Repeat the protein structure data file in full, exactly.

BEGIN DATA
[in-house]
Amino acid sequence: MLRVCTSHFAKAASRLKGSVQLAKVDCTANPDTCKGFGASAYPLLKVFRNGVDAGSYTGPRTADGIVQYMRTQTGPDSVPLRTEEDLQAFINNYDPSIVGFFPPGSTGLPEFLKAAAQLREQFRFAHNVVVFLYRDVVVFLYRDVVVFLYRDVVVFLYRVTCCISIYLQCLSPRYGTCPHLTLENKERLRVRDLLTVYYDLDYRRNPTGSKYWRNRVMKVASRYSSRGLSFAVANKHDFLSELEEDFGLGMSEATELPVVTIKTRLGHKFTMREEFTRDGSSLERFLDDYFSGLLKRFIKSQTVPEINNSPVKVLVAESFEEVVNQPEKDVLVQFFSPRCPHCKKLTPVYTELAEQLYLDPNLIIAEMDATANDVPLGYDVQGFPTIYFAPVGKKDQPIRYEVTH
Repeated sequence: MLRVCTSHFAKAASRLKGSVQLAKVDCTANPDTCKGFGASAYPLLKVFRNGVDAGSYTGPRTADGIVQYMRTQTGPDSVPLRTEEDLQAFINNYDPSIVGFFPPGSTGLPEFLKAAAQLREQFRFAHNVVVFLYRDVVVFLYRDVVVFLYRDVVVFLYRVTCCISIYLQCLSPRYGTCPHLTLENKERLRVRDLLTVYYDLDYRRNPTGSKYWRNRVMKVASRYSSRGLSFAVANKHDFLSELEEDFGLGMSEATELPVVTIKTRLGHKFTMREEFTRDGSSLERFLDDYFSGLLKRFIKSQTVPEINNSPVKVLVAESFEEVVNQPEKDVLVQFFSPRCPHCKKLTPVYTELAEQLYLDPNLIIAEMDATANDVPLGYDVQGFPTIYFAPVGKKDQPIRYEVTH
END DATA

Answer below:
[in-house]
Amino acid sequence: MLRVCTSHFAKAASRLKGSVQLAKVDCTANPDTCKGFGASAYPLLKVFRNGVDAGSYTGPRTADGIVQYMRTQTGPDSVPLRTEEDLQAFINNYDPSIVGFFPPGSTGLPEFLKAAAQLREQFRFAHNVVVFLYRDVVVFLYRDVVVFLYRDVVVFLYRVTCCISIYLQCLSPRYGTCPHLTLENKERLRVRDLLTVYYDLDYRRNPTGSKYWRNRVMKVASRYSSRGLSFAVANKHDFLSELEEDFGLGMSEATELPVVTIKTRLGHKFTMREEFTRDGSSLERFLDDYFSGLLKRFIKSQTVPEINNSPVKVLVAESFEEVVNQPEKDVLVQFFSPRCPHCKKLTPVYTELAEQLYLDPNLIIAEMDATANDVPLGYDVQGFPTIYFAPVGKKDQPIRYEVTH
Repeated sequence: MLRVCTSHFAKAASRLKGSVQLAKVDCTANPDTCKGFGASAYPLLKVFRNGVDAGSYTGPRTADGIVQYMRTQTGPDSVPLRTEEDLQAFINNYDPSIVGFFPPGSTGLPEFLKAAAQLREQFRFAHNVVVFLYRDVVVFLYRDVVVFLYRDVVVFLYRVTCCISIYLQCLSPRYGTCPHLTLENKERLRVRDLLTVYYDLDYRRNPTGSKYWRNRVMKVASRYSSRGLSFAVANKHDFLSELEEDFGLGMSEATELPVVTIKTRLGHKFTMREEFTRDGSSLERFLDDYFSGLLKRFIKSQTVPEINNSPVKVLVAESFEEVVNQPEKDVLVQFFSPRCPHCKKLTPVYTELAEQLYLDPNLIIAEMDATANDVPLGYDVQGFPTIYFAPVGKKDQPIRYEVTH